Tuesday, 19 January 2021

Thameslink "Tube" - Perfection In Paris? (un)

 Spoke Too Soon Dept

Posted on Sunday night, but where?
Answer, Burton and Swad!
Made a little easier, perhaps, by reverting to previous lockdown reductions, thus only needing a new cover for the booklet. But, clearly Classic was to nurture their customers, to show they really care and to be obviously ready for normality when (if?) it happens. It is a much better attitude than that of our misleading government.

It Fits! ...
Cinderella can go to the ball. It Fits ...
... and fbb's fake pre-war tank wagon (observe weird coupling from 1938/1939) ...
... can now be fully assembled, prettified a little and then will join the other 60+ different tank wagons. One day, when the old man feels really wealthy, he may well do a proper job; but, for the time being, his fake, pastiche, ersatz, surrogate, reproduction, bodged model has filled an annoying gap in the collection.

The next available weekend variety will fill in the details.

Back To Paris, Via London And Berlin
These blogs have been provoked by the arrival of Thameslink on the so-called London Tube map.

Which it isn't. It should be headed:-
The bit that doesn't run on rails swings on strings and is called the Emirates Air Line.
It doesn't come under the "standard" fares scheme although you can pay the rip-off price on your Oyster Card. It is, of course, purely a tourist thing and never should be on the Tube map.
London's new Tube map, whichever version  you choose, shows that its anomalies are growing. It has lost the clear simplicity that the great Harry Beck invented.
In a word, it has become a mess full of confusion.

Prompted by the growth of anomalies and inconsistencies in the non-Tube map, fbb decided to take a look at Berlin.

Although ostensibly one public transport network, maps and on-line information in the German capital are as muddled as they are in London - some good, some poor and some simply excellent.

But, even on-line, there is no one combined source of information.

So what of Paris?

First we take a quick gabble through the various modes and networks.
First, the classic Metropolitain. Scattered with evocative reminders of its classic past, the Metro is more akin to a sub-surface tram system with frequent headways and closely spaced stations.
To complement the Metro there is a significant bus network ...
... where a modern fleet has long since replaced the tradition Parisian open platform rear loader.
There is a growing tram network, but developed outside the historic city limits, and thus disjointed. 
The tram routes tend to be presented as part of the Metro network.
There is nothing left of the historic tramways that ran extensively through the city ...
... and out via the historic "Portes" ...
... into what was then the Ile de France rural area (click on the map below for an enlargement).
Also usually presented as part of the Metro network in central Paris, we have the RER, the Réseau Express Régional. This is the near equivalent to Thameslink, possibly Crossrail and even more possibly the Metropolitan line when it ran to Aylesbury and the District line when it ran to Southend!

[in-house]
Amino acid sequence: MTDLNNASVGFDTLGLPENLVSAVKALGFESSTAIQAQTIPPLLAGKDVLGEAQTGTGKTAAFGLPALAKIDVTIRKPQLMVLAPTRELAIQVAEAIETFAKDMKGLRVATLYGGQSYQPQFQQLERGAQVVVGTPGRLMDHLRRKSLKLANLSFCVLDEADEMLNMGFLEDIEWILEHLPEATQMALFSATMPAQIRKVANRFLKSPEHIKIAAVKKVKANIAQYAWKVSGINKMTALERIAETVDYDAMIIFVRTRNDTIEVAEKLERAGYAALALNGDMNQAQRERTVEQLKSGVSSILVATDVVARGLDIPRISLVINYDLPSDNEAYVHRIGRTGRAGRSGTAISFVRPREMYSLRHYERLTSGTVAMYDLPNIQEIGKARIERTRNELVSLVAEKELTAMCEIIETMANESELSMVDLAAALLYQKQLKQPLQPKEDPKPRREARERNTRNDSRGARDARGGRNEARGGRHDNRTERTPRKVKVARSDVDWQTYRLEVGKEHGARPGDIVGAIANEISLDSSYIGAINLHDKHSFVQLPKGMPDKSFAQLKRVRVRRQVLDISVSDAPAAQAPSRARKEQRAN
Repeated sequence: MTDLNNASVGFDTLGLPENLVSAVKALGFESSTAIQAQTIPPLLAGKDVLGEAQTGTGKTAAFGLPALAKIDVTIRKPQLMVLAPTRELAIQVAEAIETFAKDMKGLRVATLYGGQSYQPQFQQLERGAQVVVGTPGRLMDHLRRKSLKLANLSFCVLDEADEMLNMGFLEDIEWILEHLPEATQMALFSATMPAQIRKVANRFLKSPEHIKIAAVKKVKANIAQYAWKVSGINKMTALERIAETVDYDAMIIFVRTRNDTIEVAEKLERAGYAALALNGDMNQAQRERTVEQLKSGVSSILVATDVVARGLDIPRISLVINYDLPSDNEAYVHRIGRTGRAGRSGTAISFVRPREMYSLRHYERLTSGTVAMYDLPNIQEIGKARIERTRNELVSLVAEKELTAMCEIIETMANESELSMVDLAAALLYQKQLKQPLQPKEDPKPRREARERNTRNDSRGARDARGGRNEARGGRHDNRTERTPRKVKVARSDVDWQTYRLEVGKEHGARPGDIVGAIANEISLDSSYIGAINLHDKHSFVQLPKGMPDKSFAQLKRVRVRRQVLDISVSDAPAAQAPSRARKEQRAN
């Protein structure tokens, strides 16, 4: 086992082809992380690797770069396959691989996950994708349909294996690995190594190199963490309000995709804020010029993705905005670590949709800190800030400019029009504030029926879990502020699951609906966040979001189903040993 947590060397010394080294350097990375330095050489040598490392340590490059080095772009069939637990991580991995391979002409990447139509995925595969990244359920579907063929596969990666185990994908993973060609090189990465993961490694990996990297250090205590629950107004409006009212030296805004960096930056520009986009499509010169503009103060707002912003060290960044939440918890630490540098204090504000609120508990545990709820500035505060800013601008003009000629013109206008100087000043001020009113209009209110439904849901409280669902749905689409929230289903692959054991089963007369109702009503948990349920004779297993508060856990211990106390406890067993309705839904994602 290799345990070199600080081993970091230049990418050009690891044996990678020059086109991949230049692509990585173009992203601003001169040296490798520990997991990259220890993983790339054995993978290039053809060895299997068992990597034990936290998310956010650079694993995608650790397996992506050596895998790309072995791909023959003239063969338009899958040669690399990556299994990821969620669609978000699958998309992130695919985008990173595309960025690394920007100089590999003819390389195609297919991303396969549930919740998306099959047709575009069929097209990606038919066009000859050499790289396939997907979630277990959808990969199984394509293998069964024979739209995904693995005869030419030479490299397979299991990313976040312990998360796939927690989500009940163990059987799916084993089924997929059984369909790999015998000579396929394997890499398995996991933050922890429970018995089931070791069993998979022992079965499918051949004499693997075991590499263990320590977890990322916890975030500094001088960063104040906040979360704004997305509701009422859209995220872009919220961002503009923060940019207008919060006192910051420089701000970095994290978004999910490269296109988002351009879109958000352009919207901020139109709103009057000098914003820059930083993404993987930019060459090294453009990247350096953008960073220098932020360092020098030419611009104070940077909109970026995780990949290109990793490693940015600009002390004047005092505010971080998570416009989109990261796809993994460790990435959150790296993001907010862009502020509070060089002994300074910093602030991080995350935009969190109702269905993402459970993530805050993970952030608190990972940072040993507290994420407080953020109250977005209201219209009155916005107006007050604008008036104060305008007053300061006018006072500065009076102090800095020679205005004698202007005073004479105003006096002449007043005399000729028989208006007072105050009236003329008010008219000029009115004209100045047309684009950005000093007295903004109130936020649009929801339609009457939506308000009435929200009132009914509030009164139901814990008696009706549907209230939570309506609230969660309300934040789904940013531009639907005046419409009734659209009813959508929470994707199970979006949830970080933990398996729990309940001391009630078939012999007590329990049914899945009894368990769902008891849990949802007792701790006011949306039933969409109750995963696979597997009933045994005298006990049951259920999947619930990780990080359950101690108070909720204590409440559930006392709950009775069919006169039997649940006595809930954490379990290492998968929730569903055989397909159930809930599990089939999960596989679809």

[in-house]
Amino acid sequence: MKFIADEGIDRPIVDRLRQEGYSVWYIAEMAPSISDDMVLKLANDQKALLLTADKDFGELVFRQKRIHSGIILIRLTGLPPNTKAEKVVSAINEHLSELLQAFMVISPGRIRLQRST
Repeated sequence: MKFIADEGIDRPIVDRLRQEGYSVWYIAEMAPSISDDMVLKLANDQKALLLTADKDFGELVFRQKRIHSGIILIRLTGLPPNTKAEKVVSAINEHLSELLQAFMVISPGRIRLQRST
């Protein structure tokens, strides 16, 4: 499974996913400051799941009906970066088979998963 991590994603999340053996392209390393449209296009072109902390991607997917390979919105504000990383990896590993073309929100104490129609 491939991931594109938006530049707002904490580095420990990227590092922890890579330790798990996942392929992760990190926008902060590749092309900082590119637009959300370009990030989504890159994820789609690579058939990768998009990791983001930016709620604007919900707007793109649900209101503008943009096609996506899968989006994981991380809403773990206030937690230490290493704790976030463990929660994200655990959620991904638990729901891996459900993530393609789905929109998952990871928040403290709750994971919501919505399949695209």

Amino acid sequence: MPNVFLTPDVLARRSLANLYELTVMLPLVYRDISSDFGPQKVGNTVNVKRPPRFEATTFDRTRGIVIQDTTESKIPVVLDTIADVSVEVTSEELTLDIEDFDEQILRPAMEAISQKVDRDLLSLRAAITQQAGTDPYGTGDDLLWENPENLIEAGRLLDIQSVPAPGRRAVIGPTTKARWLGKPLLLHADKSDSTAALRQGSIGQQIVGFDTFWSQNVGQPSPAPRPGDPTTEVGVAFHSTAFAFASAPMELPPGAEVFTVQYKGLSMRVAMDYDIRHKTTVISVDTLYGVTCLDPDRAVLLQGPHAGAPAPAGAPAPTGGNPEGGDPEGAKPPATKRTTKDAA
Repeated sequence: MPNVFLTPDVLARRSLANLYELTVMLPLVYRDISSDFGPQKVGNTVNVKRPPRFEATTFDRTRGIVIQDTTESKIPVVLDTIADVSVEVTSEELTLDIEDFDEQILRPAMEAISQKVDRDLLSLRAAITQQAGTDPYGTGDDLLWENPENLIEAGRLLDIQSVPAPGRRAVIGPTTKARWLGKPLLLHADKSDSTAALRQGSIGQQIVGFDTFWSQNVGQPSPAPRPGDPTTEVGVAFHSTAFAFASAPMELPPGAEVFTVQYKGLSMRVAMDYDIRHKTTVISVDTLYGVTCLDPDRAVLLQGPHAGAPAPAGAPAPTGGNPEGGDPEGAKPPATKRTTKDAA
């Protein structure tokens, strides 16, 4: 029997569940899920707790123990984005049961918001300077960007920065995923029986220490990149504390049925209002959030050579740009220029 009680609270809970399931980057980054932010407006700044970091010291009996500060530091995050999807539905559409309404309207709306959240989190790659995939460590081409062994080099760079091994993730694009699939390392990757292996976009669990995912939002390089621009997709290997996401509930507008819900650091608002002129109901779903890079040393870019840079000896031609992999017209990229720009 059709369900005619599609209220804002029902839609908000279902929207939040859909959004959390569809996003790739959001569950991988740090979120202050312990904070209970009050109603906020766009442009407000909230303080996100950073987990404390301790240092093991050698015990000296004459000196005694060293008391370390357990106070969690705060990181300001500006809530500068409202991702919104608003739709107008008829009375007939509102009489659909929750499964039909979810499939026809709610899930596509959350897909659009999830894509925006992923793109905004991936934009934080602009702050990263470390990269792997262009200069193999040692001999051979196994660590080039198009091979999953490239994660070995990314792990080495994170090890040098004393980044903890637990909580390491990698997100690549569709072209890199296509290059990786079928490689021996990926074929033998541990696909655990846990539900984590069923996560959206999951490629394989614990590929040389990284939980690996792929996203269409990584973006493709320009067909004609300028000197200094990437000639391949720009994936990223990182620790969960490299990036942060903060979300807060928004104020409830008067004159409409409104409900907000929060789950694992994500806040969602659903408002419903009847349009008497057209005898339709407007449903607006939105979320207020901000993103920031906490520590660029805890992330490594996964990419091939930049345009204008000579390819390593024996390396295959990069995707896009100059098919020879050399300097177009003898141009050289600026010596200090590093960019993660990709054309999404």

The RER network consists of five lines, A to E which have been built linking outer suburban rail routes across the centre of Paris in new-build tunnels. It kicked off with line A (RED) partly as early in 1968 and work is currently in progress extending line E (PURPLE) further across the city.
The network is huge, with line D (GREEN) stretching nearly 90miles from Creil in the north to Malsherbes in the south. Many of the services are worked by double deck trains ...
... but RER line C (YELLOW) really is a challenge for the uninitiated!
Which leaves, as in London, suburban rail services not part of the RER network; and there are plenty of those. Here, added to RER C are line L, N and U to be found at the various Versailles stations.
Line L from Versailles to Paris St Lazare is one of the best rides in Paris with superb views over the city. And it is little known by the average tourist.
As London has its cable car, so Paris has its one oddity, but, unlike the Emirates Airline, this one is fully integrated into the Metro system. It is, of course, the Montmartre Funicular which hauls you up the hill to Sacre Coeur.
From a passengers point of view, it is just a one stop ride on the Metro ...
... although it is a bit of a toddle from either of the nearby Metro stations.

So, a bit like London, there is quite a variety of public transport operation to serve Parisians and their visitors. Is it easier to cope with than London?
Now there IS a question.

 Next Perfection in Paris (?) blog : Wednesday 20th January 


  1. Interesting to note that Beck's map totally ignored the Metropolitan beyond Rickmansworth. msking it a map of electric railways only.

    1. I think that was only on the very first, pocket sized, map. Subsequent editions had the names of the stations from Rickmansworth onwards in a box with an arrow, as did the District Line eastwards to Southend. later the Rickmansworth to Aylesbury section was shown as a line diagram.

  2. Andrew Kleissner19 January 2021 at 09:07

    Budapest not only has a funicular (not really part of the general public transport system) but a rack railway line and several river boat services which are! There's also a chairlift which is sort of half-and-half. Timetables for all of these are on the www.bkk.hu website, also the HEV rail services (but not mainline suburban trains).